Tuesday, February 5, 2013

The Main Parallelogram

Step-Through Experiment, Notched Mockup
I am working on a step-through bicycle frame - a design which is simultaneously common and unusual. It is common if you look around the streets of Boston, which are teeming with vintage step-throughs. And it is unusual considering that no one I know has built this exact style of frame. Mixtes and modified step-throughs yes. But not plain step-throughs where the top and down tubes are parallel. In fact, this bicycle does not even have what can be called a main triangle. It is a main parallelogram. 

The head tube and the seat tube are also parallel lines - each at a 72° angle. This double set of parallels makes for an interesting visual pattern. 

Tubing, Artisan's Asylum
For this frame I used straight gauge tubing, so that I could practice cutting and brazing unsupervised without worrying about butting and thin walls. The hardy tubing should also minimise flex and twist in the step-through design, as well as make it possible to store the finished machine outdoors and generally treat it as a beater bike. 

Step-Through Experiment, Notched Mockup
The joints will be fillet brazed (lugless) - partly because I would like to practice fillet brazing, and partly because there isn't currently a reliable source for a step-through lugset. Fillet brazing requires using brass as the filler material and heating up the joints considerably more than you would with lugged silver brazing. Since I am using straight gauge tubing, this should not be a problem. The only thing I am a little nervous about is the bottom bracket. With a lugged bottom bracket, the tubes are inserted into hollow sleeves, allowing you to look inside after brazing and check whether the filler material has pulled through properly. With a plain shell like the one pictured here, this cannot be done. I've considered using a lugged bottom bracket while fillet brazing the rest of the joints, but ultimately decided against that. I'll just have to be especially diligent in this area.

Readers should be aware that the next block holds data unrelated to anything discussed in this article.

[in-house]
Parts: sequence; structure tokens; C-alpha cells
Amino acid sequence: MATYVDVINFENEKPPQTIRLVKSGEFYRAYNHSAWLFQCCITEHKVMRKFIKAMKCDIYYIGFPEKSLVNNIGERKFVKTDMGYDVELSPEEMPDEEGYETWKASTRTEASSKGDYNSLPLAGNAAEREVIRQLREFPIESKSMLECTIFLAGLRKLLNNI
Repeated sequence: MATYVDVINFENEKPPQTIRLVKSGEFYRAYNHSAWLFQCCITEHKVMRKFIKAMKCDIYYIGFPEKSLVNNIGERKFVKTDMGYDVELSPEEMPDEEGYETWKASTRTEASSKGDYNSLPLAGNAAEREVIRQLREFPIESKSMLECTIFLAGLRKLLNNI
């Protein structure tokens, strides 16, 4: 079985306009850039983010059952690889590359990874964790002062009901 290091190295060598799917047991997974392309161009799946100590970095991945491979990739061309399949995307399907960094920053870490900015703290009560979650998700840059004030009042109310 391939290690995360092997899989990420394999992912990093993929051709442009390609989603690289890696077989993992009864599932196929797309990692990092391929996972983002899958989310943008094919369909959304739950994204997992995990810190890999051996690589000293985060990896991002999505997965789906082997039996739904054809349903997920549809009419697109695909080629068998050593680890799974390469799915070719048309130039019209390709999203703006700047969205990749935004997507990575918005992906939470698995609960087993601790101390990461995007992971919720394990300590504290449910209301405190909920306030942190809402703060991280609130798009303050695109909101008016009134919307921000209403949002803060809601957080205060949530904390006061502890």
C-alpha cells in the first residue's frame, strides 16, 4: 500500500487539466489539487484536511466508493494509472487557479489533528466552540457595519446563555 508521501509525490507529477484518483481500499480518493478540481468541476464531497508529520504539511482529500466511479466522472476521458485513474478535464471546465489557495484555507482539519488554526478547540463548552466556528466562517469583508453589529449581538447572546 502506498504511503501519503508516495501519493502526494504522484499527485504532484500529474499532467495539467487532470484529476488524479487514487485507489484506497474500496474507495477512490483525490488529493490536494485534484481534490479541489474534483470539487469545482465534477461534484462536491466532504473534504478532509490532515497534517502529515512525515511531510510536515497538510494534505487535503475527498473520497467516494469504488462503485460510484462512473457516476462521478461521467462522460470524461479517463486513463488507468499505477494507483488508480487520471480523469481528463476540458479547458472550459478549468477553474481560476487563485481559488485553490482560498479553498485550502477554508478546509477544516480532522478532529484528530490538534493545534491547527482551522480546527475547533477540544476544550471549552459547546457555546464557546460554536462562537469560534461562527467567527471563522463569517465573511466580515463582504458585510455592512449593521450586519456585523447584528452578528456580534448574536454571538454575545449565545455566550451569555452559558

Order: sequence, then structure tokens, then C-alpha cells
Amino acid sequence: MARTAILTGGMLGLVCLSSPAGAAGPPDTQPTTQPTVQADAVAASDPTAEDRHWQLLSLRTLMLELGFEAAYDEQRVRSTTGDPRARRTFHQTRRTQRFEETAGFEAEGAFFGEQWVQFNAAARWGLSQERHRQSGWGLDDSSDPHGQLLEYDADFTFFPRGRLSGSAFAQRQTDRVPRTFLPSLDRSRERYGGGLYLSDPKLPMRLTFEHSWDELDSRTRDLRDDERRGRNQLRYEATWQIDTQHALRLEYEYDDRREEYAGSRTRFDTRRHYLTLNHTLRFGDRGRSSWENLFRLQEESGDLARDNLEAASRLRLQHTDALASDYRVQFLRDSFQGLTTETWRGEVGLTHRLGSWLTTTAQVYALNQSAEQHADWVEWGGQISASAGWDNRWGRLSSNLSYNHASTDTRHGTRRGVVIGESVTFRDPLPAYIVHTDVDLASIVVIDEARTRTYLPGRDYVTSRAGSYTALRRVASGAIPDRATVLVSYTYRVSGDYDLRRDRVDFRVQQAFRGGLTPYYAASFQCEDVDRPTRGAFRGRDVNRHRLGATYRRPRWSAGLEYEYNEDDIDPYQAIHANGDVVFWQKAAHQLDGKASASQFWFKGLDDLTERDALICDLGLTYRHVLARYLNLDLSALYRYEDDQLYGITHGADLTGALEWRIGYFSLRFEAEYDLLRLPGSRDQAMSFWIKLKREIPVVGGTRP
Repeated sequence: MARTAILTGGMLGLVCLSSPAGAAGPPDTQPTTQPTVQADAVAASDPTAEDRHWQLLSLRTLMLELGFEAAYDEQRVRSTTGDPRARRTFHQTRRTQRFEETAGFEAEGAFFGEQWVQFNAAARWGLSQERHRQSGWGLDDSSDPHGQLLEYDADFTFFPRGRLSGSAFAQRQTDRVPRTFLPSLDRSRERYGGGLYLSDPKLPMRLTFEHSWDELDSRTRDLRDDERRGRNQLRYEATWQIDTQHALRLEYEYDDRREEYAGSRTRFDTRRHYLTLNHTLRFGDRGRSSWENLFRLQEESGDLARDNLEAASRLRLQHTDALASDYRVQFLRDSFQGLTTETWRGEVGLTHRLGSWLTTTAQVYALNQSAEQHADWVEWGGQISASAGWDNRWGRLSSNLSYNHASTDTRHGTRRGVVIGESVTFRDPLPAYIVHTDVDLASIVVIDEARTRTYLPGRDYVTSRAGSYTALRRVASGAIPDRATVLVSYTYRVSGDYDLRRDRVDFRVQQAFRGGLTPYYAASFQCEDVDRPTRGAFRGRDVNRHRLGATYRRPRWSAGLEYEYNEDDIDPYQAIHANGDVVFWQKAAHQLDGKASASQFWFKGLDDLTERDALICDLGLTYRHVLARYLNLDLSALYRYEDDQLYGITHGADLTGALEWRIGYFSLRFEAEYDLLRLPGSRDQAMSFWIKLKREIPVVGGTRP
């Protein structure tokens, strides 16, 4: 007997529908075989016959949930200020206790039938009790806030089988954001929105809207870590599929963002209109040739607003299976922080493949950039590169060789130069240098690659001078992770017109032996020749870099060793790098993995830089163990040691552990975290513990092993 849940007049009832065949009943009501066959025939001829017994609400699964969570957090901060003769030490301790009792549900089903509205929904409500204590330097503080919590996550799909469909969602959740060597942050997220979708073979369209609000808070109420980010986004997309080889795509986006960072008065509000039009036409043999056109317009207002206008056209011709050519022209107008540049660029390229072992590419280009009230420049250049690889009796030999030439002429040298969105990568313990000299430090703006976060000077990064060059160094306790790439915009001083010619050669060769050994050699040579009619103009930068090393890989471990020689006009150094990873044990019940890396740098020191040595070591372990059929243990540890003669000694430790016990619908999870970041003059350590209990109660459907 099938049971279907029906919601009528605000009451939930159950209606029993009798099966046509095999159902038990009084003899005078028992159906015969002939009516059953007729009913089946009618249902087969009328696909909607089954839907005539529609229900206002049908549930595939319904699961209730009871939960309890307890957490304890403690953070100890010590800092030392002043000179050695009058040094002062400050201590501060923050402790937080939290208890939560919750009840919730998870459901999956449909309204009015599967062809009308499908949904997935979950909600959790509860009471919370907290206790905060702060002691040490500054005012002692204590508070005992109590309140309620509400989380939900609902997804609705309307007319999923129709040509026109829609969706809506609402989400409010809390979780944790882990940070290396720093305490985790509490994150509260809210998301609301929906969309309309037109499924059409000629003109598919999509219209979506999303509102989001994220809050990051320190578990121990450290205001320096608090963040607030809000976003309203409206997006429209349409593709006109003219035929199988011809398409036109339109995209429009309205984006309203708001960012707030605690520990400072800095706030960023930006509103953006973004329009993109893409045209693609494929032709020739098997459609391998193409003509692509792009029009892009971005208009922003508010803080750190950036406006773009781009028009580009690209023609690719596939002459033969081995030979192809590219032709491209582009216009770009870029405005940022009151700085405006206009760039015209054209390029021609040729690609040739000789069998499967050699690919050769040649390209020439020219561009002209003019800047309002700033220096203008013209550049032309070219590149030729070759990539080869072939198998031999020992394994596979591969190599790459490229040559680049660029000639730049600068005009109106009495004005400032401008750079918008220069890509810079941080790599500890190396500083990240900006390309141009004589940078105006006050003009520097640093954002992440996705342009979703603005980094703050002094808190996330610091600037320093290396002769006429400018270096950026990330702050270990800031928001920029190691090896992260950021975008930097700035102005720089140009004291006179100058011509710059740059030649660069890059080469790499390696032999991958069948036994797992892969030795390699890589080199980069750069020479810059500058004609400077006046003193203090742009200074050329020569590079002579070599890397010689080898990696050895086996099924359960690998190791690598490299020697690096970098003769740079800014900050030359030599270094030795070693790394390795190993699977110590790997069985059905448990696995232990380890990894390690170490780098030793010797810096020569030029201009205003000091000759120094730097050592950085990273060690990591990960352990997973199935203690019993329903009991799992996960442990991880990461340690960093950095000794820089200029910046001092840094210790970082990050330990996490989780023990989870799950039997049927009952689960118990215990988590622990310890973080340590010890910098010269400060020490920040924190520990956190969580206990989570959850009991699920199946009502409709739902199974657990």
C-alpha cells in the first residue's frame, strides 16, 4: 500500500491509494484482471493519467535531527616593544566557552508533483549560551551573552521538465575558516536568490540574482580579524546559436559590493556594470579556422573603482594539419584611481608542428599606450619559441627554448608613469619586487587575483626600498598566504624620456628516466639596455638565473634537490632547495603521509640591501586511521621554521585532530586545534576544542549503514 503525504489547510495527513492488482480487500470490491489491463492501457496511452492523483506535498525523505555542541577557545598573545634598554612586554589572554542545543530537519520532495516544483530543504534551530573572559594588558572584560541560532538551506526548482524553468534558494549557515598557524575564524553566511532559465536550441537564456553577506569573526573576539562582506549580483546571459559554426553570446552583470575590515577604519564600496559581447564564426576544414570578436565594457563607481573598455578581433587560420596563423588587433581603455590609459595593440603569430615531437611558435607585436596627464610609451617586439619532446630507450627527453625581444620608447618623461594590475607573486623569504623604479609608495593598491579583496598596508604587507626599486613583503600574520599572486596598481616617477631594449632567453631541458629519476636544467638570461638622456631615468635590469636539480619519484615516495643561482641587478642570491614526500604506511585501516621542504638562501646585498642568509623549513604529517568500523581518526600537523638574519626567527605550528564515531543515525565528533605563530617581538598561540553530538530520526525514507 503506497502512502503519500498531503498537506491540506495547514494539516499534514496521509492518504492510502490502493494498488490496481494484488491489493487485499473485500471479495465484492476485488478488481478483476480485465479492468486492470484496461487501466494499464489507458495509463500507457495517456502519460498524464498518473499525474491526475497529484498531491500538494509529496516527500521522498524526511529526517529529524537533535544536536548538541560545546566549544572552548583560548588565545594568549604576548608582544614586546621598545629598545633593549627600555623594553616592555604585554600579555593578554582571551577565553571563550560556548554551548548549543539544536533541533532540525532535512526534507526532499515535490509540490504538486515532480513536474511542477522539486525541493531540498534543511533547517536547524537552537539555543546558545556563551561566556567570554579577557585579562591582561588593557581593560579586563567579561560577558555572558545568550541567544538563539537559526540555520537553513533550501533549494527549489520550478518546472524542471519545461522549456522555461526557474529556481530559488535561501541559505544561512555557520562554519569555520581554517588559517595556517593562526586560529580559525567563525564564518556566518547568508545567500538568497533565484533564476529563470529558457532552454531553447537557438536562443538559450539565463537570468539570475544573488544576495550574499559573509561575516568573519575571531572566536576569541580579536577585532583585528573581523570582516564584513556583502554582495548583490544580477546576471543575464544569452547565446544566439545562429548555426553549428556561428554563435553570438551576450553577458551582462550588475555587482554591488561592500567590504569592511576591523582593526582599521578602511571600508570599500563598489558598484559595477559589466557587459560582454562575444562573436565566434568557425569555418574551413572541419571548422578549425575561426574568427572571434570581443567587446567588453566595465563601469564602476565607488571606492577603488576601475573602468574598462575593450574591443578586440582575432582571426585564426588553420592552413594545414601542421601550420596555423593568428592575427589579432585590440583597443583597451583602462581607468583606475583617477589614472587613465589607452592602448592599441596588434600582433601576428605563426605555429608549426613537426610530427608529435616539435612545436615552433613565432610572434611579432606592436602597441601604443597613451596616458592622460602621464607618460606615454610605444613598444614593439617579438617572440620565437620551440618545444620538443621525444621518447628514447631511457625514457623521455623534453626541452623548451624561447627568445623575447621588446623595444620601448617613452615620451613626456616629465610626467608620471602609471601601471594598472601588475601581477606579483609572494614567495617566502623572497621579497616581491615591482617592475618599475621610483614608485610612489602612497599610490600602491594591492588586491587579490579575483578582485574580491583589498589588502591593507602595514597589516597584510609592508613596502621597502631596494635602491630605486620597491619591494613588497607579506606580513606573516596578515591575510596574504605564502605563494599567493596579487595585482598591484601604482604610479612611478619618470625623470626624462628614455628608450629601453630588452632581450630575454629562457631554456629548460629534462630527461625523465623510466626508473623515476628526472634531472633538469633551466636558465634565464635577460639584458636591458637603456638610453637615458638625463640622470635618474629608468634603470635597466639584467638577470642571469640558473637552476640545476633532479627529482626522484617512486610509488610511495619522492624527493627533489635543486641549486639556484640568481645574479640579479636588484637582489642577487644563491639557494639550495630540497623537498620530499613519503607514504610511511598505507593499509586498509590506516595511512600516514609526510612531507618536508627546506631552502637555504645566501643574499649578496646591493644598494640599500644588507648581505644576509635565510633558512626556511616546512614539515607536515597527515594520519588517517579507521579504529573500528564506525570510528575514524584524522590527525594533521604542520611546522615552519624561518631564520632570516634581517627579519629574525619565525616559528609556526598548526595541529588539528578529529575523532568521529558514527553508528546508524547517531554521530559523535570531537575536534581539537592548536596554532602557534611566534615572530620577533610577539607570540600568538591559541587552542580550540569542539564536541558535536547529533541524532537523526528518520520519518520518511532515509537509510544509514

Step-Through Experiment, Notched Mockup
My goal in making this frame was to get some practice with basic technique without having to worry about thin wall tubing, unusually wide tires or multitudes of braze-ons. However, it was also crucial to me that I ride the finished bike as much as possible as part of everyday life, and I knew that would not happen with a plain diamond frame. The resulting compromise was a single speed 26" wheel step-through with a raked-out fork. Basically very similar to the prototypical English "Sports Roadster," but with lower trail. 

Step-Through Experiment, Notched Mockup
Getting the slanted top tube was in a sense straightforward, but not without its quirks. To start with I specced out the slope to match the angle of the downtube. Funny thing though: When the angles were mathematically identical they looked off to the human eye (several spectators confirmed this), so in fact the tubes had to be not quite parallel in order for them look right. Paul Carson taught me how to use his notching lathe, and none of the notches were problematic except for the top head joint. That one had to be adjusted repeatedly to make the angle look right - but finally it got there.